IDF decides to store, not deploy, Iron Dome system

By
November 8, 2010 06:50

Anti-rocket defense system will be located in center of country, will be deployed only in cases of extreme rocket fire from Gaza or south Lebanon.




THE IRON DOME system is designed to intercept shortrange rockets fired by Hamas from the Gaza Strip

Iron Dome 311. (photo credit:Courtesy)

After months of deliberations, the IDF has decided to store the Iron Dome anti-rocket system at an air force base in the center of the country and to deploy it only in cases of extreme rocket fire from either the Gaza Strip or southern Lebanon, senior military sources said on Sunday.

The decision was made ahead of the planned announcement that Iron Dome had reached “initial operational capability,” initially scheduled for this month.

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Putting Iron Dome into perspective

On Sunday, top IDF officers told The Jerusalem Post that the initial operational capability would be postponed until the first quarter of 2011. The delay, the officers stressed, was not due to technical malfunctions but rather to the intricate process of training IDF officers and soldiers to use the complicated weapons system.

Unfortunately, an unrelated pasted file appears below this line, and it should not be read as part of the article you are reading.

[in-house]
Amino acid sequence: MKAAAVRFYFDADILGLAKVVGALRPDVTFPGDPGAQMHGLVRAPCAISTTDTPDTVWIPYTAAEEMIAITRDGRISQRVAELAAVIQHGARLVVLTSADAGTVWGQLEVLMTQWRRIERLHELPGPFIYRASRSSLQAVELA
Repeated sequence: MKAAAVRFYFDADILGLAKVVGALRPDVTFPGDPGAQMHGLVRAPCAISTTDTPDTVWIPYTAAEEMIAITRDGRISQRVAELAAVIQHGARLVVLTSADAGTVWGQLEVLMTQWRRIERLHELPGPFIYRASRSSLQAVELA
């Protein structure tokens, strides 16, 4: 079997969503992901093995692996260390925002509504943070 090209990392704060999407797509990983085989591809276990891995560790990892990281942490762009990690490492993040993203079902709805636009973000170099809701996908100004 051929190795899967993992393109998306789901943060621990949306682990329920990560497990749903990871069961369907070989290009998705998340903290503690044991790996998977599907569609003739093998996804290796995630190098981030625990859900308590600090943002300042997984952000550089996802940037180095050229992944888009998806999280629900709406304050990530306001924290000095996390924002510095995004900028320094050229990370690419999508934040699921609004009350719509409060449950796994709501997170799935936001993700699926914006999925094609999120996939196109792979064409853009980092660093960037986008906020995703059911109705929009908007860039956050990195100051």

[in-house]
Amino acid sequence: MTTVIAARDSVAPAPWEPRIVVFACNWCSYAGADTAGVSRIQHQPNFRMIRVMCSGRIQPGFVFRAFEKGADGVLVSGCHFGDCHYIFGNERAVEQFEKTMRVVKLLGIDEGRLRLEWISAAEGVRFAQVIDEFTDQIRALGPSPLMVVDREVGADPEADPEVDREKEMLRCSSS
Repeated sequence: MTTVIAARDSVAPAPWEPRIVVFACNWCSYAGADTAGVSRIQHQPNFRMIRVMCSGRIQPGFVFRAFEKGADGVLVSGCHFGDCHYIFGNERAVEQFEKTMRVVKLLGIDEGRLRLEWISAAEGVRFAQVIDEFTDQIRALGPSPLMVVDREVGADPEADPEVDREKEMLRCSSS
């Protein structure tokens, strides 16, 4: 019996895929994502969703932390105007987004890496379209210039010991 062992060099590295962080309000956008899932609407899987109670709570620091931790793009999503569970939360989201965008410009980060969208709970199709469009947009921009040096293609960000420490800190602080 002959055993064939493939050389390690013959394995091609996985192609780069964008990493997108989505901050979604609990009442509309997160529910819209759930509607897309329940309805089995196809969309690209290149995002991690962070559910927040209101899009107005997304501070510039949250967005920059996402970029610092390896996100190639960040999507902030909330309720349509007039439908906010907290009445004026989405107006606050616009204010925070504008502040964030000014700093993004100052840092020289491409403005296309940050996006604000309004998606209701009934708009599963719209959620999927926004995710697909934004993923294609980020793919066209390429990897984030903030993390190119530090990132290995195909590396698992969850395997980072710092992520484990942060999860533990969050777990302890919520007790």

“This system is unbelievable,” one officer said. “It is, however, sometimes a complicated process to take in such a system and to turn it operational and into a fully functioning weapons system.”

Last month, Iron Dome, developed by Rafael Advanced Defense Systems, was delivered to the IAF, which has designated the Hatzor air base near Gedera as the headquarters for the new system, which was designed to counter incoming rockets at a range of four to 70 kilometers.

Each battery consists of a multimission radar manufactured by Israel Aerospace Industries and three launchers, each with 20 interceptors capable of protecting a vast stretch of land.

The system passed a series of tests in July, when it successfully intercepted a number of 122 mm. Grad-type Katyusha rockets.

The IDF has already identified positions along the borders with the Gaza Strip and Lebanon that can be used by the system, which includes a launcher, radar and command post.

“The idea is to have a number of locations throughout the country where we will be able to deploy the system – basically to plug it in and have it up and working in real time,” a defense official said.

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